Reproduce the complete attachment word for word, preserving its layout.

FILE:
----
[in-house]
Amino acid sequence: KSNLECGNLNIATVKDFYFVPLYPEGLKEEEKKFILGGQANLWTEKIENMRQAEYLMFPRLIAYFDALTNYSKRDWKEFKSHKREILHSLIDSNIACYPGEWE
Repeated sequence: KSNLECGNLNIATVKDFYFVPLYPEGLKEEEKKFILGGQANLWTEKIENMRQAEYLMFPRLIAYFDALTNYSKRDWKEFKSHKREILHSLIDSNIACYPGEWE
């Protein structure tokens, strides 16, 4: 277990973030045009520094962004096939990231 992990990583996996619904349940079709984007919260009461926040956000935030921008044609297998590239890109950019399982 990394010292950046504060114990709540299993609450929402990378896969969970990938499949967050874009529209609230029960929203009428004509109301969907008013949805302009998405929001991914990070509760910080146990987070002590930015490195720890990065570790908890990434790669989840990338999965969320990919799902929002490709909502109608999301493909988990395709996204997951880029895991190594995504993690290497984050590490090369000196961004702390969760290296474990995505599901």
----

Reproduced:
[in-house]
Amino acid sequence: KSNLECGNLNIATVKDFYFVPLYPEGLKEEEKKFILGGQANLWTEKIENMRQAEYLMFPRLIAYFDALTNYSKRDWKEFKSHKREILHSLIDSNIACYPGEWE
Repeated sequence: KSNLECGNLNIATVKDFYFVPLYPEGLKEEEKKFILGGQANLWTEKIENMRQAEYLMFPRLIAYFDALTNYSKRDWKEFKSHKREILHSLIDSNIACYPGEWE
């Protein structure tokens, strides 16, 4: 277990973030045009520094962004096939990231 992990990583996996619904349940079709984007919260009461926040956000935030921008044609297998590239890109950019399982 990394010292950046504060114990709540299993609450929402990378896969969970990938499949967050874009529209609230029960929203009428004509109301969907008013949805302009998405929001991914990070509760910080146990987070002590930015490195720890990065570790908890990434790669989840990338999965969320990919799902929002490709909502109608999301493909988990395709996204997951880029895991190594995504993690290497984050590490090369000196961004702390969760290296474990995505599901």